Here is Dante Gabriel Rossetti’s luxuriant post-Romantic Persephone, holding the fruit that completed her curse and imposed the season of winter on the world. Abducted by Hades, and held in his realm, she was tricked into eating four seeds of the pomegranate. Every year thereafter, she was forced to spend four months in the Underworld. During these months, her mother, Demeter, the goddess of fertility, who mourned the loss of her daughter, neglected her duties and let the fruitfulness of the world die away.
This fruit has incredible baggage. It is associated with fruitfulness in many traditions, and carries the whiff of the forbidden in Greek myth and Hebrew tradition (some believe Eve ate not an apple but a pomegranate). In a contemporary version of myth and the mysteries of the body—nutrition science—the pomegranate is again a hallowed fruit, worshiped for its antioxidants, the free radicals (a great phrase) that may help to reduce the likelihood of everything from heart disease to breast cancer from developing. Many Americans spend as much on a bottle of pomegranate juice as they do on a bottle of wine, and feel just as cultured and more virtuous for doing so.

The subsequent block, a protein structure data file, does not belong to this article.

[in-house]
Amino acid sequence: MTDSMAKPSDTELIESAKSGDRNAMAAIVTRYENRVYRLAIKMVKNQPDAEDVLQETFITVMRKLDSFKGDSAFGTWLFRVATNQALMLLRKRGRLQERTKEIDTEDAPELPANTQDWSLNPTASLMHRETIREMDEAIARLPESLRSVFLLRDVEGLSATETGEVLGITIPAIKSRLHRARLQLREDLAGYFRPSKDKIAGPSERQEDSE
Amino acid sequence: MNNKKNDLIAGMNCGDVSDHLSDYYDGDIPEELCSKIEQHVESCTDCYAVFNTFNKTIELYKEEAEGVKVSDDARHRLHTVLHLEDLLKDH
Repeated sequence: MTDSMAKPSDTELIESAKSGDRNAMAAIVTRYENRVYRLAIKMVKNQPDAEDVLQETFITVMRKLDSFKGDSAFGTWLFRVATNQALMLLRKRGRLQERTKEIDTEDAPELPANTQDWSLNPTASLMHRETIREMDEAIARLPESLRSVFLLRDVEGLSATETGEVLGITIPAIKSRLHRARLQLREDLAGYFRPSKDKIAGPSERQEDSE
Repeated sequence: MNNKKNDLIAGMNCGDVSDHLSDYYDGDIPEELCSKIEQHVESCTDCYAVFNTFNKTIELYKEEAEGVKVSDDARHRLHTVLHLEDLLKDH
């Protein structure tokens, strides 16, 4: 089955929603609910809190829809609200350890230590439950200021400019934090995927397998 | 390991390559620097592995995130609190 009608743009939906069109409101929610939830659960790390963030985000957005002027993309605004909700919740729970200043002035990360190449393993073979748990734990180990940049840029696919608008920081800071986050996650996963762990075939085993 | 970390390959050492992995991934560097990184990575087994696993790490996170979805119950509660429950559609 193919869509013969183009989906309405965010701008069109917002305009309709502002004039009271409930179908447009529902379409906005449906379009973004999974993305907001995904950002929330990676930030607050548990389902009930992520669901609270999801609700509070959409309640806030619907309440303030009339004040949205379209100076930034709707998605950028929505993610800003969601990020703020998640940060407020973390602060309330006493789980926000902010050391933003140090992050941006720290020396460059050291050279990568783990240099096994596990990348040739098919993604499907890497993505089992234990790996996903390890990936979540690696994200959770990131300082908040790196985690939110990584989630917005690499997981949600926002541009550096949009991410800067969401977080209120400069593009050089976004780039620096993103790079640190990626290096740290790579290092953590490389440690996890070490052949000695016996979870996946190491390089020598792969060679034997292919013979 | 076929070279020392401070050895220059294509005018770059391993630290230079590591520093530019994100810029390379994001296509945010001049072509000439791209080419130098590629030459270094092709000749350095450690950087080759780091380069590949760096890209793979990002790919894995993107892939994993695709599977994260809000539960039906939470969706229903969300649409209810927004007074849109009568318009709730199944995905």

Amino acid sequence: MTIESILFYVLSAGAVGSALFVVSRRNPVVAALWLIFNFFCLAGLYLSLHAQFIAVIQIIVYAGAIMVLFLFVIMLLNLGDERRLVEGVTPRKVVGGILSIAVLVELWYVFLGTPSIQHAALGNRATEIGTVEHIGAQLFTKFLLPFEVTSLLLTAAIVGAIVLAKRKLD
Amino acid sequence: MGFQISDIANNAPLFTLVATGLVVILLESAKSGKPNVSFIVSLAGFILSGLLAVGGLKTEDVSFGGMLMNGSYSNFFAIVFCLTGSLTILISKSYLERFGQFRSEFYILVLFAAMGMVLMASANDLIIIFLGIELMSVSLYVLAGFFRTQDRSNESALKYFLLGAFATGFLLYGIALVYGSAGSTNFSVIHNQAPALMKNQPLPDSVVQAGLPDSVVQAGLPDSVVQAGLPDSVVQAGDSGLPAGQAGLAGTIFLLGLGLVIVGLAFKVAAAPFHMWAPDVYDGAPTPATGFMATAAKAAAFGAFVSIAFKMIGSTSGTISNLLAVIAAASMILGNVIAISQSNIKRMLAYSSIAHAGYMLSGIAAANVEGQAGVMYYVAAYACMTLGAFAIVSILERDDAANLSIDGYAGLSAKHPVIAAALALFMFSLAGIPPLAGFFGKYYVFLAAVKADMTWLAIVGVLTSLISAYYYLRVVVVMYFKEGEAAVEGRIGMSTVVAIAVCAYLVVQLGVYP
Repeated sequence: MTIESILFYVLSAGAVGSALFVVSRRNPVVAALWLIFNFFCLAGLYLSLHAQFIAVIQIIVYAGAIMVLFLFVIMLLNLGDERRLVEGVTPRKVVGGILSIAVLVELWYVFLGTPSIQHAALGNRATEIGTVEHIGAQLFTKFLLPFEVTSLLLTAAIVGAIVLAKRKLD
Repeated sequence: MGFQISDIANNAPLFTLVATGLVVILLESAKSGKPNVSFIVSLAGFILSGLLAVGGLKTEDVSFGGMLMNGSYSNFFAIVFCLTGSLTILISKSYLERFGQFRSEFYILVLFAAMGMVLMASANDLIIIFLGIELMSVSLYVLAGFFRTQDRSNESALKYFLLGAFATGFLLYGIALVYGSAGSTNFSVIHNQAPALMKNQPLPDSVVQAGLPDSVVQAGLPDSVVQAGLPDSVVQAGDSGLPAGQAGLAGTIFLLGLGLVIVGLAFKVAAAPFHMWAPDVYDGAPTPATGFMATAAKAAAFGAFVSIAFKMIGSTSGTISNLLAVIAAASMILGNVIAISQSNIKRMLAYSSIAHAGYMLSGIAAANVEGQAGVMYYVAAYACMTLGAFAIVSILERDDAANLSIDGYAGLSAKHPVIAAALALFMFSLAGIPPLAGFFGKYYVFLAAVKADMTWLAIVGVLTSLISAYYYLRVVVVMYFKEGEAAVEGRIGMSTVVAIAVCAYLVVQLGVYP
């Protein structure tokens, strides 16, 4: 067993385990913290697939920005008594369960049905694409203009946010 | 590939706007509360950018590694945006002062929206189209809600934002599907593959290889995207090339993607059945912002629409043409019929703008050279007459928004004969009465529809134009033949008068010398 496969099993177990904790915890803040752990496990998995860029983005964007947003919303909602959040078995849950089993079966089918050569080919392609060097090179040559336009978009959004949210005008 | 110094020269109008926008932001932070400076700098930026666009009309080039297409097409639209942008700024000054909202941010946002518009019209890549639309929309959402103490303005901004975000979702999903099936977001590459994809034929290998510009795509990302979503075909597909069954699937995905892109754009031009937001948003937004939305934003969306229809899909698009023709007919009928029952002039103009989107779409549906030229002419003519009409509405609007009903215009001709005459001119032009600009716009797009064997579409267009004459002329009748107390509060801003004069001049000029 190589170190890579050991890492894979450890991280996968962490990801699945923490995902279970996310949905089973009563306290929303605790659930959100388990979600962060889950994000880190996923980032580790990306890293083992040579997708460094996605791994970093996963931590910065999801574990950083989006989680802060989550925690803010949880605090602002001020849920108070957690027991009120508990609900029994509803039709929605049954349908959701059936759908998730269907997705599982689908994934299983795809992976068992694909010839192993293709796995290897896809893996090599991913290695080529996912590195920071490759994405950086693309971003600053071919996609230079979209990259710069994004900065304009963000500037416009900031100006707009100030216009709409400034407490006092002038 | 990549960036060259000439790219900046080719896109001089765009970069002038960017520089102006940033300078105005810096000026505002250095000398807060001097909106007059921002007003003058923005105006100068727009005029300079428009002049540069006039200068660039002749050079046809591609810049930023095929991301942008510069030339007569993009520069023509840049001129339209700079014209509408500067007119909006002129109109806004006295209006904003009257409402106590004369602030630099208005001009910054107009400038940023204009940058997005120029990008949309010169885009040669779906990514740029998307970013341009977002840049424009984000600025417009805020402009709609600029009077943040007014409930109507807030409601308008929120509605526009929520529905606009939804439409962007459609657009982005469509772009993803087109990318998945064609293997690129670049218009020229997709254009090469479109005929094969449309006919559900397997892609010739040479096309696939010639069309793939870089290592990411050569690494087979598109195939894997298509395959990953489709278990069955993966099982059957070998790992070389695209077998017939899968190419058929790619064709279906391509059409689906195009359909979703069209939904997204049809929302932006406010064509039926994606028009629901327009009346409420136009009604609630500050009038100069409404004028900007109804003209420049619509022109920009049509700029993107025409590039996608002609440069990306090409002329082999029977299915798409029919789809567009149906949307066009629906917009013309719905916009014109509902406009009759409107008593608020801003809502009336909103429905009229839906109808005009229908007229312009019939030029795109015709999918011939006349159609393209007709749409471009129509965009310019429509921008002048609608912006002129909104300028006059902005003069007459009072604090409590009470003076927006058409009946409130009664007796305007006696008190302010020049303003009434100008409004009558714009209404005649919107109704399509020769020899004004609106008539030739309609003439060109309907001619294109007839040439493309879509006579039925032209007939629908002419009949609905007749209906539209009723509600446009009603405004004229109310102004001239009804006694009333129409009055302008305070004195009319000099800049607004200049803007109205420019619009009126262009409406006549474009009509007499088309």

The other afternoon, I thought I might be in paradise. The sun was warm and the breeze was cool in the garden at the American Academy. I lay down in the long grass beneath the long, bowed, branches of the pomegranate tree, which were heavy with fruit. I heard the happy voices of Jack and his friends, as they ran around, frolicking and gamboling. (Here’s an opportunity to use that word unironically–almost.) I reached up to pick the biggest fruit, and later on enjoyed seeing Jack discover all of the secret chambers full of sweet-tart drippy seeds.
We seem to have avoided any curses, unless that thunder storm that woke us up this morning counts.